This exhibition is dedicated to my dear friend Nasir Nadzir, who passed away very suddenly from Covid-19 earlier this year. I’ll be honest; this is the hardest article I have ever had to write and so in order to do him justice, I decided to go to the park and immerse myself in nature while I wrote it, because Nasir loved nature so much. Nasir was one of the kindest most gentle people I have ever known. He was always eager to learn and improve with the curiosity and tenderness of a child, and you can see these aspects of his personality in every pencil and brush stroke in this exhibition.
This is Nasir’s first solo show and so it is a delight to see so much of his work together, lovingly curated by his friends and family to remember him. As an artist he was just starting his career and was already being recognized as a great artist by many including the National Gallery, and the host of this exhibition, The Art Gallery in Belissa Row.
As you walk into the gallery, you are greeted by a painting of his mother’s garden. Ivan Gabriel, the curator, has placed it there as he wanted to welcome everyone with flowers and the joy they represent. Nasir’s mother has a beautiful garden, about which I spoke with him many times, and he told me that this was a huge inspiration for him. He stated once that:
“When I became interested in art, I decided to focus on wildlife mainly as a reaction to my previous working life, where I was surrounded by endless man-made structures, machineries, and refineries. Painting wildlife was a distraction from my mechanical surroundings which is not concerned with environmental issues at all. I believe in change and the human capacity to make things better. I hope my artworks can help improve people’s awareness on the severity of this pressing issue of preserving our environment and Mother Nature.” – Nasir Nadzir
Moving into the gallery, on your left, you can see some of his older work. Most of this is already sold to collectors worldwide, but there are some beautiful langur pencil drawings for sale. Close to these is a snake so hyper-realistic that it could be a photograph, but if you get really close you can see the pencil marks. When he drew this, Nasir was encouraged by his dear friend Ee Lene (who is the owner of this gallery) to move into other media, and stretch his skills further, and from there you are able to see on the opposite wall, where the development into acrylic paint took him, and it is magical.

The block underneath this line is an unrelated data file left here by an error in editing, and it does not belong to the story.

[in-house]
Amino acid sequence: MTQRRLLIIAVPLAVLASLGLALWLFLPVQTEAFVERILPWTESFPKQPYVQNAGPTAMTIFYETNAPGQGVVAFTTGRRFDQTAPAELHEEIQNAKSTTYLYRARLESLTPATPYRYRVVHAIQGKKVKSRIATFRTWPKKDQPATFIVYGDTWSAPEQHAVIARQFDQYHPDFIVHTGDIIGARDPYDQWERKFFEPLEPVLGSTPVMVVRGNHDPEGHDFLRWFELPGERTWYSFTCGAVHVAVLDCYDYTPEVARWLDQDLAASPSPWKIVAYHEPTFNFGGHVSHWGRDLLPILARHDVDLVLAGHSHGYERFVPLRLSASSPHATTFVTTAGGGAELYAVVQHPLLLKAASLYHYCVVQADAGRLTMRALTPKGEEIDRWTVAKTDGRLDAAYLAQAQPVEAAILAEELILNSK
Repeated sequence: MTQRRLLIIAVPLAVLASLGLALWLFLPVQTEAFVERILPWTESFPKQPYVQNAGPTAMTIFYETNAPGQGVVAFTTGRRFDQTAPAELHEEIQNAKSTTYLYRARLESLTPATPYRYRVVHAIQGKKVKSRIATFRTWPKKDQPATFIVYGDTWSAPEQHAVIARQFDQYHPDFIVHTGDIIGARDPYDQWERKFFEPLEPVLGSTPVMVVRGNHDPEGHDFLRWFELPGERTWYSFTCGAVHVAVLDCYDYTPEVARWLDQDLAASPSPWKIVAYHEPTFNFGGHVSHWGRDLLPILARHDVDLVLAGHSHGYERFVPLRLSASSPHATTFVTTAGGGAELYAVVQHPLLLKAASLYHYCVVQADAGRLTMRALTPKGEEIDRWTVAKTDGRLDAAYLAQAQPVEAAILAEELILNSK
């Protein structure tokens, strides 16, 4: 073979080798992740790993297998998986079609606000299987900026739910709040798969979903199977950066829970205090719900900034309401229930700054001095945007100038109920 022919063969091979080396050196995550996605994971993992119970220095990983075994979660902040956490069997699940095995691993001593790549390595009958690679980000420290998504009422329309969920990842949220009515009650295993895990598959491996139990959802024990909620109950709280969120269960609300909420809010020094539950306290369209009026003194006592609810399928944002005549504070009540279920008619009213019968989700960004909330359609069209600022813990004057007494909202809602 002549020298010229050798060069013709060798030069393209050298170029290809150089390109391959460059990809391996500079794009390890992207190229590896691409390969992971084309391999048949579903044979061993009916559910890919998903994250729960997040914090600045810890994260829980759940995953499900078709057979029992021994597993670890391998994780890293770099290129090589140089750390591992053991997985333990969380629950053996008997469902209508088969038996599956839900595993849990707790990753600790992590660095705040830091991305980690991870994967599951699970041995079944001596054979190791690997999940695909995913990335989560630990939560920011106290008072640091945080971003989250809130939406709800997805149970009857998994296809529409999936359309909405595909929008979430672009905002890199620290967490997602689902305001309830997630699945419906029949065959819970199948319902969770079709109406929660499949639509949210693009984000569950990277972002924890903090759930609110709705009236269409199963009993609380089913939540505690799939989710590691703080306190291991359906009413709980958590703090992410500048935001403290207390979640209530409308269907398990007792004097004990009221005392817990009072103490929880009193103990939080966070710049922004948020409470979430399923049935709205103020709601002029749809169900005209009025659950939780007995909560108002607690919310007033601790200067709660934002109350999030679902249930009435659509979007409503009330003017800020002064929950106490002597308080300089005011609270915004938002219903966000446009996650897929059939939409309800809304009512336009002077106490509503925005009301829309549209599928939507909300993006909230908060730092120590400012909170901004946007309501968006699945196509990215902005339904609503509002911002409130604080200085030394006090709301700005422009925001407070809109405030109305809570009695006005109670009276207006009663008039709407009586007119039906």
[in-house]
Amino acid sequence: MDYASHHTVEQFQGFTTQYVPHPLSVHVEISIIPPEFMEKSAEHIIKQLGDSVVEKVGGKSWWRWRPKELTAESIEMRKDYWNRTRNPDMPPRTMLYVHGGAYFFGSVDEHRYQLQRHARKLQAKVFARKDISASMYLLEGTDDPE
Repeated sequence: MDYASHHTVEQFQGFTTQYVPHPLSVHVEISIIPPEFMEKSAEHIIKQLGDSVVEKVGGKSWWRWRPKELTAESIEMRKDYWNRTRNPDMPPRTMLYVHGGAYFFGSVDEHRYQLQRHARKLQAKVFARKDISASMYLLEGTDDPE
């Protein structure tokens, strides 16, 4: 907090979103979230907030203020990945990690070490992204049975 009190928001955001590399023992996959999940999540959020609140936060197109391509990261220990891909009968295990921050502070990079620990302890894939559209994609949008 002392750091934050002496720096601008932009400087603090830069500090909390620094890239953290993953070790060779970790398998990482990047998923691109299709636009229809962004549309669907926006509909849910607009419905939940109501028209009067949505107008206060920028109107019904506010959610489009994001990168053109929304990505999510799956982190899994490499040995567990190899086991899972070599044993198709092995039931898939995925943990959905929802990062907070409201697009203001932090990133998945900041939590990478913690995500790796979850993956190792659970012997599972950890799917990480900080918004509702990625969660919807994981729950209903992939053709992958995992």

The golden elephants are so glorious that no matter your taste in art, it is impossible to dislike them. There is a touch of Klimt within in the golden grass, and the elephants look so real you could hug them. These paintings on this wall were mostly made during the 2020 lockdown and you can see just how prolific he was in that time. However, some were never completely finished, and you can see an absence, particularly in the tiger painting, where he would have put his brush but never had the chance. Whilst at the private view we discussed his process and curator Ivan Gabriel told us how Nasir had been painting this tiger upside down and he couldn’t work out why. As an art teacher myself I know that that technique is to help someone forget the subject matter and focus instead on sections of dark and light, thus taking away the overwhelming feeling of “I must draw a tiger that looks like a tiger”. This emphasized to me that Nasir was always learning and always finding new ways to improve his work, and certainly this tiger is stunning.
I must also mention the beautiful corner that of the room that represents his home. A gorgeous painting of Abu the family cat, and a koi pond that the family have, combined with an installation of his materials on a desk with chair. A touching almost museum like element to this show, that adds to the narrative of his remembrance.
Lastly I must also mention the highlight of the show, “Tam In Remembrance”. A painting done in 2019, this huge work shows the last male Sumatran rhinoceros rambling through the forest with dappled light reminiscent of Max Lieberman and Manet’s impressionist paintings. With this painting, and so many of his others, Nasir wanted the world to see the beauty of nature, and recognize that it needs to be protected. Every brush stroke, splash of light and dark, every wrinkle of the skin in this painting, shows his reverence and adoration for the natural world, and this translates so well through it us. It is rare that artists can express so much in just a brush stroke, and that is why he was, in my opinion, a master.
In keeping with the title of that painting, this exhibition was titled “Nasir Nadzir in Remembrance”, and it is definitely worth the visit as we may never see this many of his works together again. Nasir’s message was to love, protect and value nature, and this exhibition says that loudly and proudly. Not only is his work beautiful, but he was a beautiful person too, and this show exhibits that in a wonderful way.
Nasir Nadzir, In Remembrance: A Celebration of his Life and Artistic Journey is at The Art Gallery Penang, Bellisa Row Level 4, 268-4-8 Burma Road, until 23rd May 2021, from 2pm to 6pm Fridays to Sundays. All visits by appointment only. Contact Ee Lene 012 – 604 1434 for an appointment. Web: www.theartgallerypg.com Facebook: https://www.facebook.com/TheArtGalleryPg/ In the event of an MCO please refer to https://theartgallerypg.com/exhibitions/nasir-nadzir-in-remembrance/ or https://www.facebook.com/TheArtGalleryPg for more details.
By Lusy Koror